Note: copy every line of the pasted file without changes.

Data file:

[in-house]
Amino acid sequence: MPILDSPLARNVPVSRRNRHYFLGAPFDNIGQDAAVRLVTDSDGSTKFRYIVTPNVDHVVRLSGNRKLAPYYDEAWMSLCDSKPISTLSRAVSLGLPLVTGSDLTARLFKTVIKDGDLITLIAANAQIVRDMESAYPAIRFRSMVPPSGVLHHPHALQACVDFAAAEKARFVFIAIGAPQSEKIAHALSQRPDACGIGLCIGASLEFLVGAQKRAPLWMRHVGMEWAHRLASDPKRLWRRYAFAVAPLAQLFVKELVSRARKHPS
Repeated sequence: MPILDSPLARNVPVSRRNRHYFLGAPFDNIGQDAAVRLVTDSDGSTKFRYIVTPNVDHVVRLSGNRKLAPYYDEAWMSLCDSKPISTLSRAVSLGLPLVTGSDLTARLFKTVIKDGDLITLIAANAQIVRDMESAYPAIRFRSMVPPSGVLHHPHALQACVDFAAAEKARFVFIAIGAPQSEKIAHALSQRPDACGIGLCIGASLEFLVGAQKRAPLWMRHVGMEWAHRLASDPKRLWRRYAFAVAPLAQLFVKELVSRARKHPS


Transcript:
[in-house]
Amino acid sequence: MPILDSPLARNVPVSRRNRHYFLGAPFDNIGQDAAVRLVTDSDGSTKFRYIVTPNVDHVVRLSGNRKLAPYYDEAWMSLCDSKPISTLSRAVSLGLPLVTGSDLTARLFKTVIKDGDLITLIAANAQIVRDMESAYPAIRFRSMVPPSGVLHHPHALQACVDFAAAEKARFVFIAIGAPQSEKIAHALSQRPDACGIGLCIGASLEFLVGAQKRAPLWMRHVGMEWAHRLASDPKRLWRRYAFAVAPLAQLFVKELVSRARKHPS
Repeated sequence: MPILDSPLARNVPVSRRNRHYFLGAPFDNIGQDAAVRLVTDSDGSTKFRYIVTPNVDHVVRLSGNRKLAPYYDEAWMSLCDSKPISTLSRAVSLGLPLVTGSDLTARLFKTVIKDGDLITLIAANAQIVRDMESAYPAIRFRSMVPPSGVLHHPHALQACVDFAAAEKARFVFIAIGAPQSEKIAHALSQRPDACGIGLCIGASLEFLVGAQKRAPLWMRHVGMEWAHRLASDPKRLWRRYAFAVAPLAQLFVKELVSRARKHPS